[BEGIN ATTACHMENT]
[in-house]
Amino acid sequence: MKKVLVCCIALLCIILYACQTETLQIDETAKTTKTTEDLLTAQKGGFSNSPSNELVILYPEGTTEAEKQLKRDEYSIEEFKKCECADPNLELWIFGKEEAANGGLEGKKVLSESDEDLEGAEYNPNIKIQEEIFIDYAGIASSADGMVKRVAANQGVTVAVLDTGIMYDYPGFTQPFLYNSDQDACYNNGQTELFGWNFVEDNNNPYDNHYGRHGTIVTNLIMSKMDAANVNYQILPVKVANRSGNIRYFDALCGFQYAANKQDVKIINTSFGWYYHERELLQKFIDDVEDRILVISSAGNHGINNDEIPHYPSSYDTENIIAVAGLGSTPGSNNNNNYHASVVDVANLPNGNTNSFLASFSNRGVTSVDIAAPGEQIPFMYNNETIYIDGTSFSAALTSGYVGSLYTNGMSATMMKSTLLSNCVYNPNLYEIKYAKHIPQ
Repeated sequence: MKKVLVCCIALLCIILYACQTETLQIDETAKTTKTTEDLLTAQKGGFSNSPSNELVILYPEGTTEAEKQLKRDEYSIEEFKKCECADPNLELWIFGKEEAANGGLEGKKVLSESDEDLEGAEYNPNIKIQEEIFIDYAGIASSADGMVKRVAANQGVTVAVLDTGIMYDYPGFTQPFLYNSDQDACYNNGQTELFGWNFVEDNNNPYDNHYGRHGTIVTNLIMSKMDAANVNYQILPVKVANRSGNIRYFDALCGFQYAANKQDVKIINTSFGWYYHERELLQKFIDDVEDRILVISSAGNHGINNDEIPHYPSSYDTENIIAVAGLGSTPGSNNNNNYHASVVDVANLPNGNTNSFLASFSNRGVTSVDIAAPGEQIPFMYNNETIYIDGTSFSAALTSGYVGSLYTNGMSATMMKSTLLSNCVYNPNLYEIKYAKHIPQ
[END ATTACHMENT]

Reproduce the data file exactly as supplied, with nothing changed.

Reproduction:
[in-house]
Amino acid sequence: MKKVLVCCIALLCIILYACQTETLQIDETAKTTKTTEDLLTAQKGGFSNSPSNELVILYPEGTTEAEKQLKRDEYSIEEFKKCECADPNLELWIFGKEEAANGGLEGKKVLSESDEDLEGAEYNPNIKIQEEIFIDYAGIASSADGMVKRVAANQGVTVAVLDTGIMYDYPGFTQPFLYNSDQDACYNNGQTELFGWNFVEDNNNPYDNHYGRHGTIVTNLIMSKMDAANVNYQILPVKVANRSGNIRYFDALCGFQYAANKQDVKIINTSFGWYYHERELLQKFIDDVEDRILVISSAGNHGINNDEIPHYPSSYDTENIIAVAGLGSTPGSNNNNNYHASVVDVANLPNGNTNSFLASFSNRGVTSVDIAAPGEQIPFMYNNETIYIDGTSFSAALTSGYVGSLYTNGMSATMMKSTLLSNCVYNPNLYEIKYAKHIPQ
Repeated sequence: MKKVLVCCIALLCIILYACQTETLQIDETAKTTKTTEDLLTAQKGGFSNSPSNELVILYPEGTTEAEKQLKRDEYSIEEFKKCECADPNLELWIFGKEEAANGGLEGKKVLSESDEDLEGAEYNPNIKIQEEIFIDYAGIASSADGMVKRVAANQGVTVAVLDTGIMYDYPGFTQPFLYNSDQDACYNNGQTELFGWNFVEDNNNPYDNHYGRHGTIVTNLIMSKMDAANVNYQILPVKVANRSGNIRYFDALCGFQYAANKQDVKIINTSFGWYYHERELLQKFIDDVEDRILVISSAGNHGINNDEIPHYPSSYDTENIIAVAGLGSTPGSNNNNNYHASVVDVANLPNGNTNSFLASFSNRGVTSVDIAAPGEQIPFMYNNETIYIDGTSFSAALTSGYVGSLYTNGMSATMMKSTLLSNCVYNPNLYEIKYAKHIPQ